Self seeds prolifically, the long seedpods split open and let fly windblown parachutes in summer. A low-growing perennial and of itself not very thuggish. It hides slyly amongst other plants so is hard to see in summer. The fine-rooted shallow growing overwintering rosettes can be hand forked out now. This particular willowherb goes generally unremarked in the herbals unlike its loftier cousins.
Ground Elder : Aegopodium podagraria
A member of the umbellifer family, another running coloniser. Once you have this perennial, it’s very difficult to eradicate completely. Threading its way into plant roots, keeping it at-bay is the best many of us can achieve. The top growth dies away, in winter you can kid yourself it’s gone, only to find in spring it’s colonised another few feet of ground in the meantime. Manual removal is a hand fork job, patiently excavating the runners punctuated by rooted leaf nodes.
Gout Weed, Bishop’s Weed, has long been associated with good living. First introduced to Britain as a pot herb.
“Ground Elder makes spicy and tolerable eating if the leaves are boiled like spinach.” Geoffrey Grigson, The Englishman’s Flora
Health warning: many native (and other) umbels are v poisonous make sure you identify correctly.
Herb Robert : Geranium robertianum
An aromatic annual/biennial plant, you know it by the smell when you grab it and hoick a rosette out. A pungent irony, old caves sort of scent. The rather lovely ferny rosettes often take on red tints. The flower is pale lilac although there are white variants including Celtic White should you have wilder gardening in mind.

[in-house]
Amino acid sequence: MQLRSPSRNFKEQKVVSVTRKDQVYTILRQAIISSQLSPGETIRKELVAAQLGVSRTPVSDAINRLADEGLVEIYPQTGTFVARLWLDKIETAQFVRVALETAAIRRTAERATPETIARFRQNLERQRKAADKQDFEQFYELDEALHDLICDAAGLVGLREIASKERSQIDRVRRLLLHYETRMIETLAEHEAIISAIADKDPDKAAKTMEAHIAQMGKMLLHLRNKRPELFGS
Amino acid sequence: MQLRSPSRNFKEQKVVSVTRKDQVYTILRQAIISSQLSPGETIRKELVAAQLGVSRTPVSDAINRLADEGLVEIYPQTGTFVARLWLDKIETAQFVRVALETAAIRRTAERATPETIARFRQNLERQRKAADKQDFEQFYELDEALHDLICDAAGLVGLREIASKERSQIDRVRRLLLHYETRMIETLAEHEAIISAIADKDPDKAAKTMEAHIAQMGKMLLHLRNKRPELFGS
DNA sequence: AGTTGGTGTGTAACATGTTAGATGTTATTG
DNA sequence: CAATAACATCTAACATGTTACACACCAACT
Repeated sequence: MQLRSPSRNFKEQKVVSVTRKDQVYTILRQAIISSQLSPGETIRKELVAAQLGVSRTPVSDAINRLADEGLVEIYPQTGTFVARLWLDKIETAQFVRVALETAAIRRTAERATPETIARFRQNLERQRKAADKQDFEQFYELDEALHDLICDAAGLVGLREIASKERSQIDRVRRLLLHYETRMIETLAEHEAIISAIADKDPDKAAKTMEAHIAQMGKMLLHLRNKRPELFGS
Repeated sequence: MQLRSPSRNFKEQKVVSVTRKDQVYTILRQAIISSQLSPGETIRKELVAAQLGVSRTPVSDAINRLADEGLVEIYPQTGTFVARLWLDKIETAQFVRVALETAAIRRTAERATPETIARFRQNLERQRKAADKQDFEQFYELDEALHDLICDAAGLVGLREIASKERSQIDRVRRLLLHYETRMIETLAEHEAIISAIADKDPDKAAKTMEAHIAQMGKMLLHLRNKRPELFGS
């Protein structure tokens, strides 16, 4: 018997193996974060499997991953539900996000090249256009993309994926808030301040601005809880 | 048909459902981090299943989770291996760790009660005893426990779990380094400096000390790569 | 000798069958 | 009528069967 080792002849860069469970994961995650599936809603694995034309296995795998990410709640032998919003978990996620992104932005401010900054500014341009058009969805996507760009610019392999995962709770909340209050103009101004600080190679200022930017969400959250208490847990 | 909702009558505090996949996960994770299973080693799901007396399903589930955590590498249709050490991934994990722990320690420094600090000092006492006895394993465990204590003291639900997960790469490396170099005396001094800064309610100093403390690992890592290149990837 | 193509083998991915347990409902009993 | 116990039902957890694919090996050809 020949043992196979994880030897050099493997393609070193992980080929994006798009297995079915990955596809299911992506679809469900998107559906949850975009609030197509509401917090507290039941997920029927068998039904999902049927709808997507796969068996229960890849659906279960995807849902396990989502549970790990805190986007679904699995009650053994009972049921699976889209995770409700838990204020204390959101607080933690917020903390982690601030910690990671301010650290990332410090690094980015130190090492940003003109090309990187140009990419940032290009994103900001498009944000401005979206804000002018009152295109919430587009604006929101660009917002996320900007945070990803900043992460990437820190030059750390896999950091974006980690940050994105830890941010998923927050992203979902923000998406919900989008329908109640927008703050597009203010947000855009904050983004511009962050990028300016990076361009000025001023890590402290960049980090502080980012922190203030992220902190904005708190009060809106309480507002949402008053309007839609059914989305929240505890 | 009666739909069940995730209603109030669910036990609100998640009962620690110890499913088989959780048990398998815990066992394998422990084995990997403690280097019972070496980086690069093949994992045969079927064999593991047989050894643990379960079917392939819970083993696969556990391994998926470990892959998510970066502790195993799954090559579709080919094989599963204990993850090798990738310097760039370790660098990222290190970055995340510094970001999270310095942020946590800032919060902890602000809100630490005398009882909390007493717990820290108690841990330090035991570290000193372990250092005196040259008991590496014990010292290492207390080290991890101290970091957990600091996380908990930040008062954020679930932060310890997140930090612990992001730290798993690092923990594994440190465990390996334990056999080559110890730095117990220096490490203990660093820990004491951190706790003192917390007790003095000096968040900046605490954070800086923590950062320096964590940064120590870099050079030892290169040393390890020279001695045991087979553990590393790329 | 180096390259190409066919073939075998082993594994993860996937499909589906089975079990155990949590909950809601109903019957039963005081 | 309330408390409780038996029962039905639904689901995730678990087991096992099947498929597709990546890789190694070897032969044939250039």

It reminds me of a miniature version of the more garden-worthy tenderish Geranium palmatum which sporadically self-sows. A native of the Canary Islands where it may be a weed – I don’t know!
Herb Robert has the familiar geranium (crane-beaked) seedpods and is another weed with a seed flinging habit. Other names include Granny’s Needles, and alluding to the scent, Stinking Jenny. Grigson suggests that because it is so often to be found growing around our homes it has been linked to Robin Goodfellow, (Robin is a derivative of Robert) with colloquial names such as Robin Redshanks and Poor Robin.
“It is effective for curing old ulcers in the privities and other parts.” Culpepper, 1653.
The less said the better perhaps.
Pendulous sedge : Carex pendula
Lovely plant but enough already! There is a bit of a damp theme running through the weed selection. This perennial native sedge eventually makes huge evergreen mounds which swamp anything else around them. Voles will happily live under the clumps as I have found when trying to banish it from one of the flowerbeds. Prefers damp woodland edges and streamsides.
Creeping buttercup : Ranunculus repens
Yet another perennial that roots as it goes. The long white roots drive into the ground quite deeply so it can be a bit of a nuisance to extract from the soil, often a trowel rather than hand fork operation. Sitfast, Cats Claws and Toad Tether are some of the names ascribed to this plant.
So there you have it. I haven’t gone into detail on White Dead Nettle; Woundwort (which apparently harbours over winter the aphids that cause blistering on currants); Tufted Vetch, Vicia cracca which I allowed to remain because bees love it, but is beginning to become a problem, and Figwort.
- *Britten and Holland, A Dictionary of Plant Names, 1878
- Anne Pratt, The Flowering Plants of Great Britain
- Geoffrey Grigson, The Englishman’s Flora
- Fitter, Fitter and Blamey, Wild Flowers,